05 March 2014
SAN DIEGO (CNS) – An Ethiopian woman who strangled her 7-month-old son, then told police that he fell out of a third-story window in Normal Heights, was sane at the time of the killing, a jury determined Tuesday.
Zewoinesh Badasso, 35, was convicted last month of first-degree murder and felony child abuse. She faces 25 years to life in prison when she is sentenced April 11.
Deputy District Attorney Nicole Rooney told jurors in her opening statement in the trial’s guilt phase that Badasso strangled her son in two ways — with her hands and with a ligature — on Sept. 7, 2012.
Rooney said Badasso grabbed, squeezed and shook the baby before killing him.
Prior to the killing, Badasso told a therapist that she had anger issues, a history of violence and had difficulty controlling her impulses, according to Rooney.
The boy — named David — was found about 5 p.m by two passersby in an alley below a third-story apartment where Badasso was staying.
“Please let that be a doll and not a baby,” one of the passersby said as they came upon the child, Rooney told the jury.
The person who spotted the body said the mother seemed calm and “uncaring” as they called 911 to try and save her child’s life.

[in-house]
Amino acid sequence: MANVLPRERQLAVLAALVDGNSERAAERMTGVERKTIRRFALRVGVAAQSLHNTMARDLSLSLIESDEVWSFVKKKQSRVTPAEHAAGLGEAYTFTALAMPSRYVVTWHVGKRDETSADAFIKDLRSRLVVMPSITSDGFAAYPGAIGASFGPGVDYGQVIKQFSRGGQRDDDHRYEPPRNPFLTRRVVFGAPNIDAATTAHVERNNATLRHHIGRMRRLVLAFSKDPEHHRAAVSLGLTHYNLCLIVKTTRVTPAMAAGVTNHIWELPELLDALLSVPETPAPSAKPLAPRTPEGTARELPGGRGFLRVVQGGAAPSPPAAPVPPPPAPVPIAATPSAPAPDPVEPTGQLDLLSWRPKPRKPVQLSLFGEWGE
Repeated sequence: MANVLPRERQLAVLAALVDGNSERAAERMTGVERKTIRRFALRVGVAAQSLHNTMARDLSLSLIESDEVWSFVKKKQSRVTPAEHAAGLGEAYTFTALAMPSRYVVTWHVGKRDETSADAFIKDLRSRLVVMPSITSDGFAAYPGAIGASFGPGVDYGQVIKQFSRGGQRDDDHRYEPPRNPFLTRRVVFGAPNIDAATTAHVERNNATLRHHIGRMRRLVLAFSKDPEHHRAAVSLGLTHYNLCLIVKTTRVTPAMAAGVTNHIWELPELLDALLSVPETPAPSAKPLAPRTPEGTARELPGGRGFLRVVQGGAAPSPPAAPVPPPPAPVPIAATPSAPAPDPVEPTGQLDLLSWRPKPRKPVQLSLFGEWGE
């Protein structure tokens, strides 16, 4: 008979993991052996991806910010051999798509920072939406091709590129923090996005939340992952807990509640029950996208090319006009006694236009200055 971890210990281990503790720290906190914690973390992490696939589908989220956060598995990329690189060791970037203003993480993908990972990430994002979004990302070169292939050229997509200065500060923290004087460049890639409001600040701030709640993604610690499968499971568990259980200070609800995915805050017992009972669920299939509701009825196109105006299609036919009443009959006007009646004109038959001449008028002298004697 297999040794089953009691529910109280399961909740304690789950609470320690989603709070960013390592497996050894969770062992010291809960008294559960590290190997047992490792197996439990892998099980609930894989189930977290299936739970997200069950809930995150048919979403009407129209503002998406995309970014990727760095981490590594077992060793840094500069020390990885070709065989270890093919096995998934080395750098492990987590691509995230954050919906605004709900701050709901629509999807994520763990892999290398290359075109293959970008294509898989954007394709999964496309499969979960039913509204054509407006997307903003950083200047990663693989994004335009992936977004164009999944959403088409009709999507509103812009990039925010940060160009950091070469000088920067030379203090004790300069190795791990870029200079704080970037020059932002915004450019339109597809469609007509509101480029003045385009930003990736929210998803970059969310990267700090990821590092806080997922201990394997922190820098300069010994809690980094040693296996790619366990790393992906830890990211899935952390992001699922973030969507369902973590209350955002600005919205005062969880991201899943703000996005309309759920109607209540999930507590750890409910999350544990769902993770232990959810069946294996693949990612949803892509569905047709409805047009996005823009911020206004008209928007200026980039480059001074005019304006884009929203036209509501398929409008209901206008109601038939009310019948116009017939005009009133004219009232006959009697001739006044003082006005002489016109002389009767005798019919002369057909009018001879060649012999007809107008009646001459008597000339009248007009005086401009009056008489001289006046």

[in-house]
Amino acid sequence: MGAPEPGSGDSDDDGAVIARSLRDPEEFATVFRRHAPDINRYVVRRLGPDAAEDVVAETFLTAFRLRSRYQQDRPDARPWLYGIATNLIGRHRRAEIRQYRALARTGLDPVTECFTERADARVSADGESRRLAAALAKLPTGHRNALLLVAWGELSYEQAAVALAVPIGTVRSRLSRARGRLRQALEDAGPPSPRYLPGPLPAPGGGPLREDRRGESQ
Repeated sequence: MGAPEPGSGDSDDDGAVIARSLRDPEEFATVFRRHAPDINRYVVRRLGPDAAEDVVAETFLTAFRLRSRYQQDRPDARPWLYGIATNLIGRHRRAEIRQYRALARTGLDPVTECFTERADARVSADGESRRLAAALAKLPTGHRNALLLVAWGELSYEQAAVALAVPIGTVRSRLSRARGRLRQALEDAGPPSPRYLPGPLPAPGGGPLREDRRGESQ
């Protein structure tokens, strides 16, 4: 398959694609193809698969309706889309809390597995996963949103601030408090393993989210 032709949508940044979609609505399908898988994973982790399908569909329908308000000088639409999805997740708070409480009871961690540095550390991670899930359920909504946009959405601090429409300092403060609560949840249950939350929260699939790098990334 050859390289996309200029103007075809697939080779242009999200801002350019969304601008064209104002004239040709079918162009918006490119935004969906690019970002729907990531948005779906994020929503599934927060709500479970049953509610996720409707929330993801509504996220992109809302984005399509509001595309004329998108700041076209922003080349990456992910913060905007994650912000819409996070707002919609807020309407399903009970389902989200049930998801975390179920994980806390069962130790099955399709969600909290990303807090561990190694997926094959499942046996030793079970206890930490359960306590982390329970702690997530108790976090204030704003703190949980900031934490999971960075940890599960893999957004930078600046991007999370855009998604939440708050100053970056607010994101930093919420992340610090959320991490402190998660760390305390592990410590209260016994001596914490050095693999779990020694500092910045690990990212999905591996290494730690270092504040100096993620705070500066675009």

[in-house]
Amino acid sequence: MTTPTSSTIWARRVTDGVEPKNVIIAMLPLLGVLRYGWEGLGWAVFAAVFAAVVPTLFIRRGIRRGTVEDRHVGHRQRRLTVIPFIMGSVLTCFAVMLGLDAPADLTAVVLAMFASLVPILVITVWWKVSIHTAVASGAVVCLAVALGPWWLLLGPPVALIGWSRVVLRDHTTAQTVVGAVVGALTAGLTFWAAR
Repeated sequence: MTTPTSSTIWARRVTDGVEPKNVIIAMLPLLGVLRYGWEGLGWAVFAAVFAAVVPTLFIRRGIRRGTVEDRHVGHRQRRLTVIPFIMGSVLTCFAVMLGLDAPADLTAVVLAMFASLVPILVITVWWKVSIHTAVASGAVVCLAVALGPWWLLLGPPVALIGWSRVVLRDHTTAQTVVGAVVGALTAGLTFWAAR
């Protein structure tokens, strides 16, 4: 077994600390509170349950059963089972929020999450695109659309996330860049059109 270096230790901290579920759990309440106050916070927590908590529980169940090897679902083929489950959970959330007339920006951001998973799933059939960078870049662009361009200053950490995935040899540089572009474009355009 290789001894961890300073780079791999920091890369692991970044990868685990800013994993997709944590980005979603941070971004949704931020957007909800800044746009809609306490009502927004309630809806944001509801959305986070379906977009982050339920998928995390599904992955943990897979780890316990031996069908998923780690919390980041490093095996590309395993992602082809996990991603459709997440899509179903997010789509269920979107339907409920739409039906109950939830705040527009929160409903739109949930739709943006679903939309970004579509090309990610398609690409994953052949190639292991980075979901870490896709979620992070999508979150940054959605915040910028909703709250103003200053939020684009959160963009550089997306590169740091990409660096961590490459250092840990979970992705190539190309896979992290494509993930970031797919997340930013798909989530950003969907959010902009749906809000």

Badasso told police she accidentally dropped the baby while trying to open a window. An autopsy revealed he had been strangled, “murdered by his own mother,” Rooney said.
Defense attorney Amy McDonald told the jury that Badasso was beaten daily by her father in Ethiopia, leaving her blind in one eye, an at 12 years old was held down and had her female genitalia mutilated.
She was also left with memory issues and tended to “disassociate” herself from her problems, her attorney said.
Badasso escaped from Ethiopia and came to the United States in 2000, but suffered from major depression and tried to kill herself at least twice, McDonald said.
The defendant had two miscarriages, began to hear voices and was raped by a stranger in 2011, resulting in her becoming pregnant with David, her attorney said.
The defendant’s doctors and therapists disagreed on whether Badasso should be on medication for anxiety, depression and lack of sleep, McDonald said.
Badasso finally took some prescribed medication and went into a “disassociate state” the day of the killing, feeling like she was in a dream, her attorney said.
“It’s horrifying,” McDonald told the jury, saying her client remembers few details about the killing.
McDonald said Badasso felt helpless watching herself kill her child and imagined that he fell out of the window.